“We had the Secretary of Tourism, representing the governor for the State of Sinaloa, come over and open Bike Week this year,” Alberto stated, “and Bike Week is now considered the number two local event for filling the hotels and restaurants here.”

For the future, Gallardo said, Bike Week organizers may have to seek a new and larger venue. And, he said, they are looking into the prospect of bringing in a big-name American rock and roll band (ZZ Top and Steppenwolf were two that he mentioned).

“That would change the whole nature of the event,” he opined, “and really blow everybody’s mind.”

In future years, Gallardo would like to see more people riding down to the rally from the U.S. and Canada. He maintained that, while some riders have concerns about crossing the U.S./Mexico border, “it is safe as it can be.” He said as long as riders have the proper paperwork (check the requirements before leaving home), crossing the border isn’t difficult. He also wanted to dispel some of the old and outdated “we don’t need no badges” stereotypes about Mexican law enforcement, saying that, by and large, police on Mexican highways are always willing to help motorcycle riders.

Despite the bad rap Mexico gets in the U.S. press—border town drug wars and kidnappings (and, a week or so after this year’s rally, an outbreak of swine flu)—Alberto said, “There is no reason why you should be worried about riding (a motorcycle) in Mexico.”

He said rider safety and security are top priorities for Bike Week planners and that a plan was being worked on to possibly have a bike group assemble at the border for an escorted ride down to Mazatlan for Bike Week in 2010.

At least two North American riders didn’t wait for an official group to cross the border and head for Mazatlan Bike Week. Canadians Jack Webster and Greg Ashcroft rode 5,000 kilometers over 10 days from their homes in Winnipeg, Manitoba, to attend this year’s Mazatlan Bike Week festivities. What happened to them—the good and the not-so-good— hold an instructive lesson for anyone considering riding in Mexico.

Shortly after crossing the border, Jack told Thunder Press, one of their Harleys developed a problem with the front forks. Stopping in a small town in Northern Mexico, a police officer led them to a local mechanic. After dropping the bike off, a couple of other locals showed them the town, with everyone having a great time. The next morning they picked up the bike, repaired and ready for the road. The local mechanic refused to take any payment, save a Sturgis Bike Week banner the Canadians had picked up on their way south.

Full of good feelings for their fellow man, Jack and Greg headed out of town. Here the story takes another turn. A different local police officer stopped them for speeding. The fine, payable at the edge of the highway, was negotiated and the intrepid travelers continued south, albeit a little lighter in the wallet. Further along, Jack reports, they were stopped for a roadside rest break when they noticed two non-uniformed men pull up fairly near them. The pair looked to be armed with automatic weapons. Not waiting to find out more, the Canadians fired up the bikes and headed out. Once in Mazatlan, both reported having the time of their life at Bike Week. Would they ride down again? “Hell yes,” Jack said.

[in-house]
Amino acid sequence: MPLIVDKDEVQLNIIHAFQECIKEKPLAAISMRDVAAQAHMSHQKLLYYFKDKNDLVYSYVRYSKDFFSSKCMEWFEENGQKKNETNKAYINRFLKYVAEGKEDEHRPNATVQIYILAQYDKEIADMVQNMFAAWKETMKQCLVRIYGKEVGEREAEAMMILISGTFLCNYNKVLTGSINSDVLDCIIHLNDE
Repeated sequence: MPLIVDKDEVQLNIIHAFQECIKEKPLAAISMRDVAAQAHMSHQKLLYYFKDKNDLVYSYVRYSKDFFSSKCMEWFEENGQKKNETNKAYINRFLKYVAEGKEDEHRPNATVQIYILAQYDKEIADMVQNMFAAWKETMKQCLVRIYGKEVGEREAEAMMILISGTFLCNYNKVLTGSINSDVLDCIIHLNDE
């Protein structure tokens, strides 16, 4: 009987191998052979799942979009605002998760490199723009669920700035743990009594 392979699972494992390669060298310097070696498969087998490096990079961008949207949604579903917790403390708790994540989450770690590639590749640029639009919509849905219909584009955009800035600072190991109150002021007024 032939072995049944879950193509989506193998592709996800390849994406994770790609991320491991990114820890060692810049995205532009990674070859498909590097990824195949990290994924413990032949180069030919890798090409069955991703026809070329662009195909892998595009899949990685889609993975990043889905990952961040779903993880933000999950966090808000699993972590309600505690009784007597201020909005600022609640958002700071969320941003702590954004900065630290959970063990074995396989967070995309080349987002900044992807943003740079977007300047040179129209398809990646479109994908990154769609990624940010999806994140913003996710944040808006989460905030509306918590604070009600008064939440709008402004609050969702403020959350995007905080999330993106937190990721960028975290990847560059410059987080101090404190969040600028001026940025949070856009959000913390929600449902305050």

Ready, set, go loco
Early Saturday afternoon at Mazatlan Bike Week, participants take a deep, relaxing breath, knowing they need to pace themselves for the night’s vida loca (crazy life) that starts with a parade and ends with a huge rock concert. But at about two in the afternoon, sitting in the stands, sipping a Pacifico beer and watching the custom bike show seems like a good idea.

Unfortunately, I’ll be doing no such thing as I had been tapped to help with the bike show judging. Naturally, this was to be done in full sun and sans the suds. So, along with my fellow judges Gilberto Alcocer and Alex Santaella, I spent the next hour or so going over the entries that ranged from trikes with automobile engines to some very classy customs that would look right at home at any rally bike show. After careful consideration, we selected three outstanding bikes and awarded Gabriel Toledo Gonzalez the top prize. After this, the wise among us took a well-deserved siesta in anticipation of the long night of partying Mazatlan-style that lay ahead.

Bike Week in Mazatlan always follows within a week or so of Easter, which next year falls on Sunday, April 4. Check Thunder Press or go to (click on the stars and stripes logo for the English version) for complete details on the 2010 Semena Internacional de la Moto in Mazatlan.